3. Banking exposure. Bankers expect their loan proceeds or
“use of funds” to go to the business and not the family. Working
capital used to support the family and its personal affairs would
not only be a breach of trust and loss of credibility, but likely
a breach of your loan covenants, causing a possible default. Once
a bank or its credit committee is aware of this co-mingling, the
lender (and lending community) looks differently upon this
borrower – with less favorable terms, higher costs, more internal
bank audits (at the expense of the borrower),
possibly calling off the loan, expectation for repayment of
the improper use of funds with penalties, no renewal of the loan,
causing the difficult possibility of finding a new lender.
4. Business licensure exposure. Many family-owned businesses are in heavily regulated industries (i.e., nursing homes, medicare, medicaid, defense, wine, beer and spirits, government contracts, etc.). Co-mingling business assets with family can create legal and regulatory exposure and jeopardize licensure – anything from suspension, to penalties, to forfeiture of contracts, to license revocation/termination.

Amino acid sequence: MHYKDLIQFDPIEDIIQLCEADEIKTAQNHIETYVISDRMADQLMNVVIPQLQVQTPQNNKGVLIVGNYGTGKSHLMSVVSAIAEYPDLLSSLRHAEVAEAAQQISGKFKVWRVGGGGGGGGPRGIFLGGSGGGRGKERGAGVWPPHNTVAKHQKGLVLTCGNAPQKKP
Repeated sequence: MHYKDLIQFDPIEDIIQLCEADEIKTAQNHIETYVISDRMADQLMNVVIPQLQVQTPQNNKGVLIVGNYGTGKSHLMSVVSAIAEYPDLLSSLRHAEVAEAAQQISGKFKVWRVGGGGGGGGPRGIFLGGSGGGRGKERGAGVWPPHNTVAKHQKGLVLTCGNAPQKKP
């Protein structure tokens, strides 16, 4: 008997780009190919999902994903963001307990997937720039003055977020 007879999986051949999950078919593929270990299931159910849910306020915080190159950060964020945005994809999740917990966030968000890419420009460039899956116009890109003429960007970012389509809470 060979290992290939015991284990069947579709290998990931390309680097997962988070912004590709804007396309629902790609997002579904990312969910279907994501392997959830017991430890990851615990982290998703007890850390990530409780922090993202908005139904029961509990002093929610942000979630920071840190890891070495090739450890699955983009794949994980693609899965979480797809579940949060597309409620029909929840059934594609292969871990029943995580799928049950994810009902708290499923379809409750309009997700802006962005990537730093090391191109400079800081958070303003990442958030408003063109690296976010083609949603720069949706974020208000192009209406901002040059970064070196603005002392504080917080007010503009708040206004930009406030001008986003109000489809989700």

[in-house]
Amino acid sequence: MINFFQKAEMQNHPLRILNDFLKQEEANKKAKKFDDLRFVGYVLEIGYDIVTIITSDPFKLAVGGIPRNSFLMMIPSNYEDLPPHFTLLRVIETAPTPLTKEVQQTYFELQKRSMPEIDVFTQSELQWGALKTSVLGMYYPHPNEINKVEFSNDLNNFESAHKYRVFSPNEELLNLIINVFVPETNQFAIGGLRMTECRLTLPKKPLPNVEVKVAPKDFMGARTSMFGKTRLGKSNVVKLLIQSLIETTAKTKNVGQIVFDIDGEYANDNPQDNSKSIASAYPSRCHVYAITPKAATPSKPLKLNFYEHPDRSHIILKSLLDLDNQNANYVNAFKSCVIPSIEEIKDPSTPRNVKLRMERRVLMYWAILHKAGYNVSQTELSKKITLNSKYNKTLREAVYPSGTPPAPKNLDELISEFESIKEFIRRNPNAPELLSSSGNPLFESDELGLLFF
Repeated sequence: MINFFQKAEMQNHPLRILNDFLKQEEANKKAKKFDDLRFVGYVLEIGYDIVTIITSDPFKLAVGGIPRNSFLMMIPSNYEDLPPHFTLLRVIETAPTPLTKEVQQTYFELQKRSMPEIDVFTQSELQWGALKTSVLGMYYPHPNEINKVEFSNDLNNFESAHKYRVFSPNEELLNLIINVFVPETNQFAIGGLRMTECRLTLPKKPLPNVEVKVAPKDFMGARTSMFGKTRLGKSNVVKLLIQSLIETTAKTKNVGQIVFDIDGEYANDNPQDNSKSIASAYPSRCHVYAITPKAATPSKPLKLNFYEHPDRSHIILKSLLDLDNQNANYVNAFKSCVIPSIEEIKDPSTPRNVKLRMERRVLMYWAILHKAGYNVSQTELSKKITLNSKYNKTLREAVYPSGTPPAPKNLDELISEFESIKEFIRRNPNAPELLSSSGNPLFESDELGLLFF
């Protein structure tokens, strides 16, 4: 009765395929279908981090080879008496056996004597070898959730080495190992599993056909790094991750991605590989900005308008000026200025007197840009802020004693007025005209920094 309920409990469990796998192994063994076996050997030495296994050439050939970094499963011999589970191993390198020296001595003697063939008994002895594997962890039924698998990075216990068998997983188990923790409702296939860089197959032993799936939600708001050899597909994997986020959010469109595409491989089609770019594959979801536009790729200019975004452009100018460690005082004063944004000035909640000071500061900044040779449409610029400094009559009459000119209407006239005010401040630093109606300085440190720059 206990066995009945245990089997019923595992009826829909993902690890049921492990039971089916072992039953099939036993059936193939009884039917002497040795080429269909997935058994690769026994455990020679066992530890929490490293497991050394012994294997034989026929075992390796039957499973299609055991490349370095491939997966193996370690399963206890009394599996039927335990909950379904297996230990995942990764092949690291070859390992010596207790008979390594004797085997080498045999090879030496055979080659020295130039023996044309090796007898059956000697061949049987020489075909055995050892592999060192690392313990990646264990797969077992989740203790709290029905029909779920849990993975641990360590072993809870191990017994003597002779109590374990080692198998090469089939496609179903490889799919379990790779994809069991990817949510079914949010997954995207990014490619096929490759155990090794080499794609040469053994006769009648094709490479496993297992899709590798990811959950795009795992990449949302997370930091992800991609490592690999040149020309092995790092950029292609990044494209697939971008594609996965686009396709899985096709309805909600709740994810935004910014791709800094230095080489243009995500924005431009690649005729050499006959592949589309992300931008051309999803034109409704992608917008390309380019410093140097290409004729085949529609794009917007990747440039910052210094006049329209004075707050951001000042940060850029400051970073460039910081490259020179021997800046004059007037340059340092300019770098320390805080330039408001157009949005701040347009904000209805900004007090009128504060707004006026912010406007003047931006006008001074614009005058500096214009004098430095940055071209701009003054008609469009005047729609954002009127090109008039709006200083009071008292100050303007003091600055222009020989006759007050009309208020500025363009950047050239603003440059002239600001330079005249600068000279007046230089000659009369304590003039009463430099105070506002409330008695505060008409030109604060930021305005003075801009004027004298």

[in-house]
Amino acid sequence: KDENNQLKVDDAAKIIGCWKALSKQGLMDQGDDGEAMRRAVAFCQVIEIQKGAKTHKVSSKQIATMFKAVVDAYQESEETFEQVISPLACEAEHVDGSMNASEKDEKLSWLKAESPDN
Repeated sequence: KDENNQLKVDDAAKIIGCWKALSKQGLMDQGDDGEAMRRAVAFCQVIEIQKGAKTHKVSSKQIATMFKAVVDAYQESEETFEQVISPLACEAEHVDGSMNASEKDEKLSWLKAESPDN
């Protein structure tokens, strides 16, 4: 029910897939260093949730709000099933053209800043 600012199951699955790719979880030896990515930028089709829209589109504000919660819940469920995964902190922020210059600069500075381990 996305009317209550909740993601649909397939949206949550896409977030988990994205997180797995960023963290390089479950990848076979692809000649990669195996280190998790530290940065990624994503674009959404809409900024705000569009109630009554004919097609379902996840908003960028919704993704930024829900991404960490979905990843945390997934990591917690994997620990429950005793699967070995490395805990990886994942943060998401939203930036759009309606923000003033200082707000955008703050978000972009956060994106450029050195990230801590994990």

5. Operational exposure. Managing an EFO must be done thoughtfully and methodically. Some examples of improper management of an EFO are:
a. harms the family and the operating company, both in terms of performance and a lack of quality services by ill-equipped or non-focused internal employees;
b. affects the family’s privacy of otherwise confidential, personal, and family financial information;
c. distracts the operating company personnel from their focus on business operations and performance;
d. harms the employee morale, as they learn of family wealth in comparison with their own compensation and lack of increased compensation/bonuses during both good and bad economic periods; and
e. increases the operating company’s overhead and expense, while decreasing the company’s performance in comparison with other competitors in the industry, which can hurt refinancing terms/ability and/or optimization of sale price in an exit (see below).
6. Exit or sale of the business limitations and considerations. EFOs raise two primary considerations from a pre-sale and post-sale perspective:
a. Pre-sale – optimization of the purchase price. The embedded costs/overhead and performance distraction inherent in poorly-implemented EFOs can and will impact the purchase price; and
b. Post-sale – understanding who will be providing and delivering the services to the family once the operating business has been sold is critical. Key employees and support staff are part of the value and sale of the business. The buyer might be expecting those employees to remain with the business and no longer permit them to provide services to the family. Often, the employees themselves will want to remain with the buyer for a variety of reasons as well.